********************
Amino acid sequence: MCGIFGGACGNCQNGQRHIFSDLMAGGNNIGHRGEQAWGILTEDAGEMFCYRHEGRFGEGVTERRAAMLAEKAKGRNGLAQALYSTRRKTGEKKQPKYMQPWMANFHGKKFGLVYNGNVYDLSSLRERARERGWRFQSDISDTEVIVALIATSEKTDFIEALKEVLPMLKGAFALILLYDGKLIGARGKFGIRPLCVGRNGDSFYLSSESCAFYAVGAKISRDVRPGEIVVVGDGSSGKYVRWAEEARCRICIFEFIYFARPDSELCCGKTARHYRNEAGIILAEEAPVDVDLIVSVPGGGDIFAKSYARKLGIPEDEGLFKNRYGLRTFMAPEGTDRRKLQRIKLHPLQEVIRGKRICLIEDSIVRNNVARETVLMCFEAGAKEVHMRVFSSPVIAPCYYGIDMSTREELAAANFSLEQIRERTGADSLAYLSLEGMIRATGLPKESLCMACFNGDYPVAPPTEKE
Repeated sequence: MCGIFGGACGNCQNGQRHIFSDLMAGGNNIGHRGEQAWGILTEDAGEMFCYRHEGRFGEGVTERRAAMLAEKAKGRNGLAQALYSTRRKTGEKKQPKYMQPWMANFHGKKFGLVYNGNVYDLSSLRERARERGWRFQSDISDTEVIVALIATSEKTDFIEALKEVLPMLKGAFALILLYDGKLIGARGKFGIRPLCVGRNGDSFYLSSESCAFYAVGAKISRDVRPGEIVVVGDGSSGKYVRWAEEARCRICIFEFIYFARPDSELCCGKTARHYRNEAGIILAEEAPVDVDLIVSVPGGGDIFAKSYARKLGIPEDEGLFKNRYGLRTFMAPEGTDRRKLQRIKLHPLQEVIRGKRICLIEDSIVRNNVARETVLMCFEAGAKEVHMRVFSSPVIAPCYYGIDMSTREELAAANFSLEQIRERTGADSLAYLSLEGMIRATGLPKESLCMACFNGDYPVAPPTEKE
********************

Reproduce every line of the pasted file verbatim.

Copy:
Amino acid sequence: MCGIFGGACGNCQNGQRHIFSDLMAGGNNIGHRGEQAWGILTEDAGEMFCYRHEGRFGEGVTERRAAMLAEKAKGRNGLAQALYSTRRKTGEKKQPKYMQPWMANFHGKKFGLVYNGNVYDLSSLRERARERGWRFQSDISDTEVIVALIATSEKTDFIEALKEVLPMLKGAFALILLYDGKLIGARGKFGIRPLCVGRNGDSFYLSSESCAFYAVGAKISRDVRPGEIVVVGDGSSGKYVRWAEEARCRICIFEFIYFARPDSELCCGKTARHYRNEAGIILAEEAPVDVDLIVSVPGGGDIFAKSYARKLGIPEDEGLFKNRYGLRTFMAPEGTDRRKLQRIKLHPLQEVIRGKRICLIEDSIVRNNVARETVLMCFEAGAKEVHMRVFSSPVIAPCYYGIDMSTREELAAANFSLEQIRERTGADSLAYLSLEGMIRATGLPKESLCMACFNGDYPVAPPTEKE
Repeated sequence: MCGIFGGACGNCQNGQRHIFSDLMAGGNNIGHRGEQAWGILTEDAGEMFCYRHEGRFGEGVTERRAAMLAEKAKGRNGLAQALYSTRRKTGEKKQPKYMQPWMANFHGKKFGLVYNGNVYDLSSLRERARERGWRFQSDISDTEVIVALIATSEKTDFIEALKEVLPMLKGAFALILLYDGKLIGARGKFGIRPLCVGRNGDSFYLSSESCAFYAVGAKISRDVRPGEIVVVGDGSSGKYVRWAEEARCRICIFEFIYFARPDSELCCGKTARHYRNEAGIILAEEAPVDVDLIVSVPGGGDIFAKSYARKLGIPEDEGLFKNRYGLRTFMAPEGTDRRKLQRIKLHPLQEVIRGKRICLIEDSIVRNNVARETVLMCFEAGAKEVHMRVFSSPVIAPCYYGIDMSTREELAAANFSLEQIRERTGADSLAYLSLEGMIRATGLPKESLCMACFNGDYPVAPPTEKE